“I just don’t notice people. I think I’m a dog. I like people the way dogs like people.”
By the time she had opened her first Capitol Hill shop in the early 60’s with then husband, Earl, Chichie had perfected her grooming arts starting with Roy, her dad’s German shepherd guard dog.
Sunday was her first true inspiration, a cocker spaniel her mother found by the side of the road when she was 10. “She was a wreck but I thought she was beautiful.” After taking her to be cleaned up by the local vet, and finding her returned “with no hair, white flakes and a big knot on her head,” Chichie was appalled at the botched grooming but pleased to notice Sunday was already feeling better. With her own combs and manicure scissors, she set to work. From that time on, her vision was to “have a place where people could bring their dogs and not worry that anything was going to happen, and they would get a great hair-do.”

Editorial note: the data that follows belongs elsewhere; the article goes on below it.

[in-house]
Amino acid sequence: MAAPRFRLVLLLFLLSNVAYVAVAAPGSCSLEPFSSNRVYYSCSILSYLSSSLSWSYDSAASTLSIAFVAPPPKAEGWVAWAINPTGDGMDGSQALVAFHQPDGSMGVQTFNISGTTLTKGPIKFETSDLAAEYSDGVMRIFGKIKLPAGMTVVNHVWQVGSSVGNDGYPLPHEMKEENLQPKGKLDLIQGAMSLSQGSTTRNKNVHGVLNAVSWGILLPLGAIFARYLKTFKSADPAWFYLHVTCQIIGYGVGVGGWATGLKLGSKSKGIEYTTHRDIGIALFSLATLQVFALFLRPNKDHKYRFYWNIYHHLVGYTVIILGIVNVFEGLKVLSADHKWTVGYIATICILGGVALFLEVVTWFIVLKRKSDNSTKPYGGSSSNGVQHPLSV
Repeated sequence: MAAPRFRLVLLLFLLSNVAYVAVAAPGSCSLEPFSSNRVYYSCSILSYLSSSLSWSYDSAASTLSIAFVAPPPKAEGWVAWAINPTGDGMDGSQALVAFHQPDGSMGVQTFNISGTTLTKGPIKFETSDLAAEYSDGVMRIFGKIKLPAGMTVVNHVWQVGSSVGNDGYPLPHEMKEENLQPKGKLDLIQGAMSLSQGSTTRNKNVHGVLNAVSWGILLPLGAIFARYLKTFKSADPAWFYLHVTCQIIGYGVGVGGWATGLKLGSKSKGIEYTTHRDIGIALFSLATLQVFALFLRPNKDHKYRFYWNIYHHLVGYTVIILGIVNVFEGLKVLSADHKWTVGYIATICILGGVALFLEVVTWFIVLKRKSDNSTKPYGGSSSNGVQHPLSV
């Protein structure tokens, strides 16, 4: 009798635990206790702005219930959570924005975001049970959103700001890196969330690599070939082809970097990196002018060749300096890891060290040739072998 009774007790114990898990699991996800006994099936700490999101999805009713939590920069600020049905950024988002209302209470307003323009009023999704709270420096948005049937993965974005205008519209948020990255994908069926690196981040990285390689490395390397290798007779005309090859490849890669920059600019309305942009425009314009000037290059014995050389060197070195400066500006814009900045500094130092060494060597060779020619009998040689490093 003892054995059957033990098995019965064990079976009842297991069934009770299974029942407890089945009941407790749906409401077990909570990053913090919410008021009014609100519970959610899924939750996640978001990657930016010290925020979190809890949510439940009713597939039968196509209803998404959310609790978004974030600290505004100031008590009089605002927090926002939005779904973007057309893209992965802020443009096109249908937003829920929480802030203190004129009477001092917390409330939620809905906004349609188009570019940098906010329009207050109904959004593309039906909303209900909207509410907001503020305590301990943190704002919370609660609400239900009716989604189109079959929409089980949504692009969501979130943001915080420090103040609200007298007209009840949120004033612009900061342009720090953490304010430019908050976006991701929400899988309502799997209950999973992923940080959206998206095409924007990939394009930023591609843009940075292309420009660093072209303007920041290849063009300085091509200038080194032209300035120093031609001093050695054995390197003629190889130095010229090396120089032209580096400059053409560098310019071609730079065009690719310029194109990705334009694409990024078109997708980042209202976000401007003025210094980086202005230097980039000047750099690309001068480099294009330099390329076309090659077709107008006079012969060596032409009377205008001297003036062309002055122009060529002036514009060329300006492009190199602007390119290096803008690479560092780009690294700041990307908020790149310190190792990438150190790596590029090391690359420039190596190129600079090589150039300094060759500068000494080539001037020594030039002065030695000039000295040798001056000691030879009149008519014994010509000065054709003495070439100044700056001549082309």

Then there was Chico, the family’s capuchin monkey. “She was really funny,” Chichie laughed as she recalled her easily breaking into the homes of their Italian Philadelphia neighbors. Her dad had built a cage for Chico but she preferred sleeping with Chichie.
At 24, she discovered poodles. While volunteering at an animal hospital, a “beautiful black standard” mated with “a Rastafarian-looking one,” produced a “gorgeous litter of 12" and Chichie was thrilled to be given her pick. Gypsy was the first in a long line of show-worthy beloved family poodles.